The opinion of the court was delivered by: Jarvis
This is a motion to vacate, set aside or correct sentence pursuant to 28 U.S.C. § 2255 filed by petitioner Brian C. Nimmons ("Nimmons"). For the following reasons, the § 2255 motion will be DENIED and this action will be DISMISSED.
This court must vacate and set aside Nimmons' conviction upon a finding that "there has been such a denial or infringement of the constitutional rights of the prisoner as to render the judgment vulnerable to collateral attack." 28 U.S.C. § 2255. To prevail under § 2255, Nimmons "must show a 'fundamental defect which inherently results in a complete miscarriage of justice,' or, an error so egregious that it amounts to a violation of due process."
United States v. Ferguson, 918 F.2d 627, 630 (6th Cir. 1990) (quoting Hill v. United States, 368 U.S. 424, 428 (1968)).
Under Rule 8 of the Rules Governing Section 2255 Proceedings In The United States District Courts, the court is to determine after a review of the answer and the records of the case whether an evidentiary hearing is required. If the motion to vacate, the answer and the records of the case show conclusively that Nimmons is not entitled to relief under § 2255, there is no need for an evidentiary hearing. Baker v. United States, 781 F.2d 85, 92 (6th Cir. 1986).
Nimmons pleaded guilty to two counts of distribution of five grams or more of cocaine base (crack), one count of distribution of cocaine base (crack), one count of possession with intent to distribute five grams or more of cocaine base (crack), and one count of possession of a firearm during and in relation to a drug trafficking offense; a second count of possession of a firearm during and in relation to a drug trafficking offense was dismissed pursuant to the plea agreement. Nimmons was sentenced to concurrent terms of imprisonment of 60 months on each drug charge and a consecutive term of 60 months on the firearm charge, for a total effective sentence of 120 months. He did not appeal. In support of his § 2255 motion, Nimmons alleges several instances of ineffective assistance of counsel.
In Strickland v. Washington, 466 U.S. 668 (1984), the United States Supreme Court established a two-part standard for evaluating claims of ineffective assistance of counsel:
First, the defendant must show that counsel's performance was deficient. This requires showing that counsel made errors so serious that counsel was not functioning as the "counsel" guaranteed the defendant by the Sixth Amendment. Second, the defendant must show that the deficient performance prejudiced the defense. This requires showing that counsel's errors were so serious as to deprive the defendant of a fair trial, a trial whose result is reliable. Id. at 687.
To establish that his attorney was not performing "within the range of competence demanded of attorneys in criminal cases," McMann v. Richardson, 397 U.S. 759, 771 (1970), Nimmons must demonstrate that the attorney's representation "fell below an objective standard of reasonableness." Strickland v. Washington, 466 U.S. at 687-88. In judging an attorney's conduct, a court should consider all the circumstances and facts of the particular case. Id. at 690. Additionally, "a court must indulge a strong presumption that counsel's conduct falls within the wide range of reasonable professional assistance; that is, the defendant must overcome the presumption that, under the circumstances, the challenged action 'might be considered sound trial strategy.'" Id. at 689 (quoting Michel v. Louisiana, 350 U.S. 91, 101 (1955)).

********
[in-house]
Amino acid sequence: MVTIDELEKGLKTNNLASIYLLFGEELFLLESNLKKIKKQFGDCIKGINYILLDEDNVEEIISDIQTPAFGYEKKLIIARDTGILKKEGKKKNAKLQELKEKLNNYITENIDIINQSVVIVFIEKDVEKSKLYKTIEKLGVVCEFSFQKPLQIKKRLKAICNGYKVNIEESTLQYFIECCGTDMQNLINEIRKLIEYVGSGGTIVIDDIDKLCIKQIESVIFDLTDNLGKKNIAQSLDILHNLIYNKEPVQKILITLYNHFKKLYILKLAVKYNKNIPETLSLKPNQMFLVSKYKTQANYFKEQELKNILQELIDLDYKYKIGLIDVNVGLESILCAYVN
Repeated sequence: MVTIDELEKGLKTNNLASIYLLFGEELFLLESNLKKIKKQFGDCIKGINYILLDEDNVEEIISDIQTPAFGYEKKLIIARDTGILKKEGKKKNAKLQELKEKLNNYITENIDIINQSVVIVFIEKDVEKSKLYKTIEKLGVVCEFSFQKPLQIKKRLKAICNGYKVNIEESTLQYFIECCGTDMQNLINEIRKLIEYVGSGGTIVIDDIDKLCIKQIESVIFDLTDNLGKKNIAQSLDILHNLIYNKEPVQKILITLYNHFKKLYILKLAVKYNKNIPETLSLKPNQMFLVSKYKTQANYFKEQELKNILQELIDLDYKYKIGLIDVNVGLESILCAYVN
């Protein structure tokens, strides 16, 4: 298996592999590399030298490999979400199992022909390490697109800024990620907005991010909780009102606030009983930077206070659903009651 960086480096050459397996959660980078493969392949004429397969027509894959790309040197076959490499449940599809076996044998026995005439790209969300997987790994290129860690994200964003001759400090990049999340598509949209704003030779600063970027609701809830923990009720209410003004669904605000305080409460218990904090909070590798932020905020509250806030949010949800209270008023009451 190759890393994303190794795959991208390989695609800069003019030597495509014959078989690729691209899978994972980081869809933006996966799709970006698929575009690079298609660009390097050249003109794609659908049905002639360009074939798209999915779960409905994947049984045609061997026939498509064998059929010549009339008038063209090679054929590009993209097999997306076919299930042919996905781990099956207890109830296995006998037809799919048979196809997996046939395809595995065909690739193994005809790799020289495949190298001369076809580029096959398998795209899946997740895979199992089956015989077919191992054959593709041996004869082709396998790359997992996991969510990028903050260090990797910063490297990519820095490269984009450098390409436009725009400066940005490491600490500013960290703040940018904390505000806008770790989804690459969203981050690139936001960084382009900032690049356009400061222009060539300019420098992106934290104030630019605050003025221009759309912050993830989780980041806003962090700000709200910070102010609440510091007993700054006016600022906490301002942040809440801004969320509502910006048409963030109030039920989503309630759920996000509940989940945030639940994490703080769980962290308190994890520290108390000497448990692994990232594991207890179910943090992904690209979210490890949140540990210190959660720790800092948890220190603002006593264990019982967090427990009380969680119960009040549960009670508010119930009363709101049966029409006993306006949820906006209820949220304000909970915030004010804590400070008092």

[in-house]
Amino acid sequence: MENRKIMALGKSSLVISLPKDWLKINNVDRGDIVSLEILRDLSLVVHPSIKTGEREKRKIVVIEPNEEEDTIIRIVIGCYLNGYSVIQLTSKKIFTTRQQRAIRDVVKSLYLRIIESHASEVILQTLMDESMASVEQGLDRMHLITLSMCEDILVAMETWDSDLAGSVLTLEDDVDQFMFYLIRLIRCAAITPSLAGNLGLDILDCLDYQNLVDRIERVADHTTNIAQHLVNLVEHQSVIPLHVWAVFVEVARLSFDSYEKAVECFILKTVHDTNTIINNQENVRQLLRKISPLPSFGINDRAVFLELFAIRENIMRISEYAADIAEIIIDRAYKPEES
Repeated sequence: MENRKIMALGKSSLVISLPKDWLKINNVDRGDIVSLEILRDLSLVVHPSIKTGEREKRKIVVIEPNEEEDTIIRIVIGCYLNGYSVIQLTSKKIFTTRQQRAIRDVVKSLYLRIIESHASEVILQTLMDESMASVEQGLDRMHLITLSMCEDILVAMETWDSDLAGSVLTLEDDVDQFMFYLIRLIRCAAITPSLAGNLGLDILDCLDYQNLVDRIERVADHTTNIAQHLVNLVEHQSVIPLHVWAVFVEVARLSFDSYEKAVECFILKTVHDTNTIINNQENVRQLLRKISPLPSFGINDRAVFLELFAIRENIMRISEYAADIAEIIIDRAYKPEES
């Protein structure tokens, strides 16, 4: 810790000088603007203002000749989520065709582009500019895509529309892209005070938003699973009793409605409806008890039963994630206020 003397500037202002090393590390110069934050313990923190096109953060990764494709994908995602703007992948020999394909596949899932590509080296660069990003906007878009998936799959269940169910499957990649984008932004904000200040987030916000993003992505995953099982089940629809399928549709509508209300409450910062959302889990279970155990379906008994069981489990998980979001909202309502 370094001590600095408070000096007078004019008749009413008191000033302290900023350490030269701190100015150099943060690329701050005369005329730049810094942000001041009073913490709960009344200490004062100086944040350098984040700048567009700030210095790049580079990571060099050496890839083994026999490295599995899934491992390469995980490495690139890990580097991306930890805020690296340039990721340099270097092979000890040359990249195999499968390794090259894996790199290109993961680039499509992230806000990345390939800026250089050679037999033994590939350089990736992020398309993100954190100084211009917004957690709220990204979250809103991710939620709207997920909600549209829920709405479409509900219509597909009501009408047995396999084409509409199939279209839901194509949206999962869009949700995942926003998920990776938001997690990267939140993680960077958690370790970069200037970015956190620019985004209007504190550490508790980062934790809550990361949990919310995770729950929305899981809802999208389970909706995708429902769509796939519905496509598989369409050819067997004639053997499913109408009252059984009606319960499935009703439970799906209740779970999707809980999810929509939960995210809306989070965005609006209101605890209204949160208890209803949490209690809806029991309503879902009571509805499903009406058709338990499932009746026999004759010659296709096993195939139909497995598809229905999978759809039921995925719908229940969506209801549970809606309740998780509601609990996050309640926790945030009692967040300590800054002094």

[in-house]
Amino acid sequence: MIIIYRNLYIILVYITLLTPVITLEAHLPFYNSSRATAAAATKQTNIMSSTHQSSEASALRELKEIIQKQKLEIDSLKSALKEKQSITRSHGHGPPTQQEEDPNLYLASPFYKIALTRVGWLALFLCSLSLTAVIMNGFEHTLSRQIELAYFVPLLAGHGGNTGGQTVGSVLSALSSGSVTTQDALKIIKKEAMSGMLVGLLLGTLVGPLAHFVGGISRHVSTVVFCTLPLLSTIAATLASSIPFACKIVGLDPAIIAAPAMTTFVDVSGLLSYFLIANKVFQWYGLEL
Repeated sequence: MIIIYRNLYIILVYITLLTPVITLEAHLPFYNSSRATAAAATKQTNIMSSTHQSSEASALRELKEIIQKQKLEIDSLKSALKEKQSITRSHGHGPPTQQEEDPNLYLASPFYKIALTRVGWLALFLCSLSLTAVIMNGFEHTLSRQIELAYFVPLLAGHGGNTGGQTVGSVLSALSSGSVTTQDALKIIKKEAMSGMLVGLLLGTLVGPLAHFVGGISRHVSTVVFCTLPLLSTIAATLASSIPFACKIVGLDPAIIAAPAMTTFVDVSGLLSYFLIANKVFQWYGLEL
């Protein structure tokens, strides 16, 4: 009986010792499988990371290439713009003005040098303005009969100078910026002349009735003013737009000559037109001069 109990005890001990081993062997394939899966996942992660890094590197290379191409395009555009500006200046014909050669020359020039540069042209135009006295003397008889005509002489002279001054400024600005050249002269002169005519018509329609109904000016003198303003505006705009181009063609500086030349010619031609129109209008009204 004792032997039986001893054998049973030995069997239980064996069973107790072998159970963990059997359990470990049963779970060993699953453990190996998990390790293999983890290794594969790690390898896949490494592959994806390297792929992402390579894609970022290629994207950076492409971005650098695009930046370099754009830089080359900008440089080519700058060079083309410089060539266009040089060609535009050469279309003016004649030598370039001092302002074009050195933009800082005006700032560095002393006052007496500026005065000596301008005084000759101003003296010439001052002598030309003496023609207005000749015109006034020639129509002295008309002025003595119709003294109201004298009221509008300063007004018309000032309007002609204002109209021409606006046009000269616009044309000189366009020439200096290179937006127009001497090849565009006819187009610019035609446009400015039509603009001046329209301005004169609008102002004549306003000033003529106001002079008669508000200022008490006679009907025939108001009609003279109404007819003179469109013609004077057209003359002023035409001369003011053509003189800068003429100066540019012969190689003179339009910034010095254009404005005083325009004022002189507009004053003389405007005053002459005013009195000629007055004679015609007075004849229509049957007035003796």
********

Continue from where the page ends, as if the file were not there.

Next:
Nimmons' first allegations of ineffective assistance of counsel are based upon his claim that not all cocaine base is crack cocaine. Nimmons alleges his attorney should have objected at sentencing when the government failed to carry its burden of proof in distinguishing between cocaine base and crack cocaine. According to Nimmons, he pleaded guilty to cocaine base, not crack, and he would not have pleaded guilty had he known he was pleading to crack instead of cocaine base. In a related allegation, Nimmons claims the government failed to prove by a preponderance of evidence that he possessed crack and thus his attorney should have objected to his enhanced sentence. Finally, with regard to this issue, Nimmons alleges his attorney should have objected to the laboratory reports which indicated the drugs were crack cocaine.
Nimmons' allegations are clearly without merit. The indictment in this case charged him with drug offenses involving "a mixture or substance containing a detectable amount of cocaine base ('crack'), a Schedule II narcotic controlled substance." [Criminal Action No. 3:02-cr-54, Court File No. 2, Indictment, pp. 1-2, Counts One-Four]. In his plea agreement, Nimmons stated his agreement to plead guilty to charges involving "crack" cocaine. [Id., Court File No. ...